As it gets colder and the holidays approach, singles enter “cuffing season.”
“Cuffing season” refers to single folks who “cuff” or become coupled up during the winter months. This seasonal trend typically begins in the fall and extends into the new year.
While the term was first defined by Urban Dictionary and largely gained traction on social media, it has become recognized widely enough to spark essays, playlists, and endless memes.
(‘Cuffing season’ was also short-listed for Collins Dictionary’s word of the year in 2017.)
But is there evidence to support cuffing season, or is it something created by the dating industry? According to relationship experts, people may be more likely to settle down in the cold.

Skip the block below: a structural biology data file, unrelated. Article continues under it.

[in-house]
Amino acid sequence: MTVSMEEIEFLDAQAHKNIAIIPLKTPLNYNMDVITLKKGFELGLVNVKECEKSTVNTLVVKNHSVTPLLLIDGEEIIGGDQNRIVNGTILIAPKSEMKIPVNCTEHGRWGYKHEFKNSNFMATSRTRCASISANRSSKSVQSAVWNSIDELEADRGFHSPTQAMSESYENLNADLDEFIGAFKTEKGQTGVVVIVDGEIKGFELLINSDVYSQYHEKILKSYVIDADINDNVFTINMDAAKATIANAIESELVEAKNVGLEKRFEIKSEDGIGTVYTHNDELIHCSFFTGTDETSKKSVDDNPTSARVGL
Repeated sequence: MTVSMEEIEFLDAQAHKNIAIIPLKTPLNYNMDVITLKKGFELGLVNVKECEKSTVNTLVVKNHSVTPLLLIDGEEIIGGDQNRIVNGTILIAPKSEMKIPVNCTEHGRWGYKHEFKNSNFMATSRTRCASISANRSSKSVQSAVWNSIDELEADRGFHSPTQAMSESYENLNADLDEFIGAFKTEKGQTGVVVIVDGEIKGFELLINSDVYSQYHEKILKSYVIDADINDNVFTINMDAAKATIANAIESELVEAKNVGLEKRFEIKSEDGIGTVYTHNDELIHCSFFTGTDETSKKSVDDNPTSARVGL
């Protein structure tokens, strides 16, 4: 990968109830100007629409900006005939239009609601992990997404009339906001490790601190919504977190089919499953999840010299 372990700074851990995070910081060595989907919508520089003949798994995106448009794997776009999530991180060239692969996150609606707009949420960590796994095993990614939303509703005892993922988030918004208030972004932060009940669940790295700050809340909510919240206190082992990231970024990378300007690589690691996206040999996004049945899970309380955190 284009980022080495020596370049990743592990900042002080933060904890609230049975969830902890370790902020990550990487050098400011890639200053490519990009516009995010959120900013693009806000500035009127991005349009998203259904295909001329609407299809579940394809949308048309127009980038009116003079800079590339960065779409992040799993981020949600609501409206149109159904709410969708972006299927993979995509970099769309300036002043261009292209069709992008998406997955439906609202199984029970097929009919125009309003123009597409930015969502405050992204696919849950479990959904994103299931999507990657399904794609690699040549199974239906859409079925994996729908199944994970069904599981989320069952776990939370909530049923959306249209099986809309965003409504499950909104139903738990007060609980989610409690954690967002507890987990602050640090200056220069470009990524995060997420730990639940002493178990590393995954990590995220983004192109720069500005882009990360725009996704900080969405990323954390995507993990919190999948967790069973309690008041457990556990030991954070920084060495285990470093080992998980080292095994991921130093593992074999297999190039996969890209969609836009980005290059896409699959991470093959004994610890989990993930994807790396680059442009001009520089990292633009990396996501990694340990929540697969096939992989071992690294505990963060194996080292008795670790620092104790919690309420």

“The desire to commit to a partner during the cooler months is reflected in online dating data,” said Jessica O’Reilly, a Toronto-based relationship expert and host of the Sex with Dr. Jess podcast.
O’Reilly points to Facebook data that showed more people were partnered up on the days around Valentine’s Day and Christmas.
She also highlights previous U.S. research that found an increase in keyword searches related to sex and “mating behaviours” in the winter months.
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